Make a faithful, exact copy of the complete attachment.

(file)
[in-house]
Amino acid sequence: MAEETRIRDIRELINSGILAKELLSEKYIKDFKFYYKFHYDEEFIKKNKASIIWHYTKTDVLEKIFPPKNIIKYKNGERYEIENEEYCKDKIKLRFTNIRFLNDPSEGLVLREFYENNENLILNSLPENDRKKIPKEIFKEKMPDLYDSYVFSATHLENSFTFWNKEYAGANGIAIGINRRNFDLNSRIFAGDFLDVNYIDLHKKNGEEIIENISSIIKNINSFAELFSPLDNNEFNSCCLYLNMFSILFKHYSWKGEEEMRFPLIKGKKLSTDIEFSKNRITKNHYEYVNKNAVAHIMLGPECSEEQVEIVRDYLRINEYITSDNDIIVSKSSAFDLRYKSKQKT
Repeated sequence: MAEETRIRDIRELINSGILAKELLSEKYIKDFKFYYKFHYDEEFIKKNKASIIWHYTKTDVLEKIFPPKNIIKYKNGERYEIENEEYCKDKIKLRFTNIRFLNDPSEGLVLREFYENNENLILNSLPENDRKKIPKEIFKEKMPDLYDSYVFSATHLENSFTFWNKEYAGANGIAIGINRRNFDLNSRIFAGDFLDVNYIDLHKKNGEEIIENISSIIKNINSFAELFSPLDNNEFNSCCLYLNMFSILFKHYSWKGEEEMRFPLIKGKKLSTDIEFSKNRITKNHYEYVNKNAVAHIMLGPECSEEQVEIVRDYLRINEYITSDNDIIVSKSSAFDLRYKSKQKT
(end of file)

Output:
[in-house]
Amino acid sequence: MAEETRIRDIRELINSGILAKELLSEKYIKDFKFYYKFHYDEEFIKKNKASIIWHYTKTDVLEKIFPPKNIIKYKNGERYEIENEEYCKDKIKLRFTNIRFLNDPSEGLVLREFYENNENLILNSLPENDRKKIPKEIFKEKMPDLYDSYVFSATHLENSFTFWNKEYAGANGIAIGINRRNFDLNSRIFAGDFLDVNYIDLHKKNGEEIIENISSIIKNINSFAELFSPLDNNEFNSCCLYLNMFSILFKHYSWKGEEEMRFPLIKGKKLSTDIEFSKNRITKNHYEYVNKNAVAHIMLGPECSEEQVEIVRDYLRINEYITSDNDIIVSKSSAFDLRYKSKQKT
Repeated sequence: MAEETRIRDIRELINSGILAKELLSEKYIKDFKFYYKFHYDEEFIKKNKASIIWHYTKTDVLEKIFPPKNIIKYKNGERYEIENEEYCKDKIKLRFTNIRFLNDPSEGLVLREFYENNENLILNSLPENDRKKIPKEIFKEKMPDLYDSYVFSATHLENSFTFWNKEYAGANGIAIGINRRNFDLNSRIFAGDFLDVNYIDLHKKNGEEIIENISSIIKNINSFAELFSPLDNNEFNSCCLYLNMFSILFKHYSWKGEEEMRFPLIKGKKLSTDIEFSKNRITKNHYEYVNKNAVAHIMLGPECSEEQVEIVRDYLRINEYITSDNDIIVSKSSAFDLRYKSKQKT